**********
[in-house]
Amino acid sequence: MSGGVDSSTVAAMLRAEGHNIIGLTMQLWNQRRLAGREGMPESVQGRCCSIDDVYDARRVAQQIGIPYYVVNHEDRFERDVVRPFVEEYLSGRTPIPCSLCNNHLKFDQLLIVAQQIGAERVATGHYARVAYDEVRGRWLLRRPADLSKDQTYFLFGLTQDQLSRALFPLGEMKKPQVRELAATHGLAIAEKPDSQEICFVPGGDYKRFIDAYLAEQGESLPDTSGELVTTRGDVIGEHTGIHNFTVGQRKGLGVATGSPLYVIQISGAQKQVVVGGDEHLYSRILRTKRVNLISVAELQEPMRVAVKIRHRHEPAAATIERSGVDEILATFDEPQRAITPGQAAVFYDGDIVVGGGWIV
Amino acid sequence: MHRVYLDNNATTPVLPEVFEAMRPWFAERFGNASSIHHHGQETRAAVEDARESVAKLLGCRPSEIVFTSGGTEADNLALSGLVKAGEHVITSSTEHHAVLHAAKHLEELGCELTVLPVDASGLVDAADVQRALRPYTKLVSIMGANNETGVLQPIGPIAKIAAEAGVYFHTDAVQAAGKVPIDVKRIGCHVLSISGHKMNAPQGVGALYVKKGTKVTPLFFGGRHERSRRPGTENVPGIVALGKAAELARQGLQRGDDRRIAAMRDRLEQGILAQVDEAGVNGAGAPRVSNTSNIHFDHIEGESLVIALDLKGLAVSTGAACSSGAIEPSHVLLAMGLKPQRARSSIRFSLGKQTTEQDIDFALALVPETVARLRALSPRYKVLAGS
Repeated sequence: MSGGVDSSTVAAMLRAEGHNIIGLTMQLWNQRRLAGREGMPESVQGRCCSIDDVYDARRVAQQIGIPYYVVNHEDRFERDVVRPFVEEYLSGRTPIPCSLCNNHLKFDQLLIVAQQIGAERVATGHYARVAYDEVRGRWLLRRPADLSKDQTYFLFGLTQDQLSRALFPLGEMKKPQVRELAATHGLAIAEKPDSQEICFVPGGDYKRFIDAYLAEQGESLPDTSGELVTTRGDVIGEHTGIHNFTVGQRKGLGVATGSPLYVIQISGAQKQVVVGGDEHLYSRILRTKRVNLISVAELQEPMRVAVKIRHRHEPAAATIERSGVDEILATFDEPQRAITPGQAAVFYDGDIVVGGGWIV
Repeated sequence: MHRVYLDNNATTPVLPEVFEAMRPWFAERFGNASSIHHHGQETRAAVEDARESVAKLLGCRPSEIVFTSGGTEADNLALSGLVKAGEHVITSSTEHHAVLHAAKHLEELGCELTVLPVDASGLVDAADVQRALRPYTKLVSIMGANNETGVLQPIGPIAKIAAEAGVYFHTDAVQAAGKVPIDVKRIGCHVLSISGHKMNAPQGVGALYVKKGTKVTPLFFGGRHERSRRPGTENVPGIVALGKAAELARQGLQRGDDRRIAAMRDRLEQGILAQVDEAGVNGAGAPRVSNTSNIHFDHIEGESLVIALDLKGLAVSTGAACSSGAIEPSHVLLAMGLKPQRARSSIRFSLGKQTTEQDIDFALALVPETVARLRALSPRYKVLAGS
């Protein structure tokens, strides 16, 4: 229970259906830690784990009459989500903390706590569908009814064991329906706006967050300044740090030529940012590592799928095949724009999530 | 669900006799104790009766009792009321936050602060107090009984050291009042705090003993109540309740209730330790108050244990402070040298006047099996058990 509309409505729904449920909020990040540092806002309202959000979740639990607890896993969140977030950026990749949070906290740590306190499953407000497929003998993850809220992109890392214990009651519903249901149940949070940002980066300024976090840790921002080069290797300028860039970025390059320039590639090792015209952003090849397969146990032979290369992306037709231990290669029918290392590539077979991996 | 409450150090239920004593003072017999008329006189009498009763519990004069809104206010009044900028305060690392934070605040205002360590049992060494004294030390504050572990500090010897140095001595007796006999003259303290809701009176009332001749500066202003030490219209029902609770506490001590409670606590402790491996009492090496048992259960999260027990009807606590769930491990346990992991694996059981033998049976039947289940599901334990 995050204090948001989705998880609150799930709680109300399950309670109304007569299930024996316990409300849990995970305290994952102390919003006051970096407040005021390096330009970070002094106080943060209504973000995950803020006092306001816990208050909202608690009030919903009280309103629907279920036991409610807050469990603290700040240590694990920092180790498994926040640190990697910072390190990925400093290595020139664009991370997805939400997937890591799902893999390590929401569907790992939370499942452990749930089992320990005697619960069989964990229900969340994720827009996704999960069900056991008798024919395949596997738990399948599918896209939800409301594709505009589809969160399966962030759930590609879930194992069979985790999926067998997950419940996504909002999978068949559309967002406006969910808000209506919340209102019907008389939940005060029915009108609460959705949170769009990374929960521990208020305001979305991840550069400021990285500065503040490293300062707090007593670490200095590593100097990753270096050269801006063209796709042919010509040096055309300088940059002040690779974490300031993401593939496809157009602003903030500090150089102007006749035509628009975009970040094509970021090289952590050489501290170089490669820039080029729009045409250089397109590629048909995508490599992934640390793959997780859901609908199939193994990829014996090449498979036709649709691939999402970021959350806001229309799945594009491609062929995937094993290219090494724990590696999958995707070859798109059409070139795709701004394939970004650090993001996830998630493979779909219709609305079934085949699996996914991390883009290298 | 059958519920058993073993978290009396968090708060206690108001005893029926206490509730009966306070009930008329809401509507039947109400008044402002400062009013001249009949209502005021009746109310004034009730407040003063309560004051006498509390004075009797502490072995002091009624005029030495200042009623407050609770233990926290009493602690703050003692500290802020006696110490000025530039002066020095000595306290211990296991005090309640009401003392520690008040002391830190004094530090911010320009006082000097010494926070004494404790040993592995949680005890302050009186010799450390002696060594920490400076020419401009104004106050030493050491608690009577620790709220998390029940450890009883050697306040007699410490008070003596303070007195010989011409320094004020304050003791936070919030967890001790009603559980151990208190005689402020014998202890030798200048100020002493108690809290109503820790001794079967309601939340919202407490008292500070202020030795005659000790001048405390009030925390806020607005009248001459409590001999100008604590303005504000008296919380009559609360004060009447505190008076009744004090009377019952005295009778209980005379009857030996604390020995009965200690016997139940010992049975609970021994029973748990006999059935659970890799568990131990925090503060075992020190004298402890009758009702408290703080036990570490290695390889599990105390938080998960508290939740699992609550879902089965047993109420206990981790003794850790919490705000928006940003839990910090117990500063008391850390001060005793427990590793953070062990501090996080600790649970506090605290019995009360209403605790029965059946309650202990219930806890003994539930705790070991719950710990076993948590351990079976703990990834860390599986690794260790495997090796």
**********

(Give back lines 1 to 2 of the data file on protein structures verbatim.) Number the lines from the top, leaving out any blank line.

[in-house]
Amino acid sequence: MSGGVDSSTVAAMLRAEGHNIIGLTMQLWNQRRLAGREGMPESVQGRCCSIDDVYDARRVAQQIGIPYYVVNHEDRFERDVVRPFVEEYLSGRTPIPCSLCNNHLKFDQLLIVAQQIGAERVATGHYARVAYDEVRGRWLLRRPADLSKDQTYFLFGLTQDQLSRALFPLGEMKKPQVRELAATHGLAIAEKPDSQEICFVPGGDYKRFIDAYLAEQGESLPDTSGELVTTRGDVIGEHTGIHNFTVGQRKGLGVATGSPLYVIQISGAQKQVVVGGDEHLYSRILRTKRVNLISVAELQEPMRVAVKIRHRHEPAAATIERSGVDEILATFDEPQRAITPGQAAVFYDGDIVVGGGWIV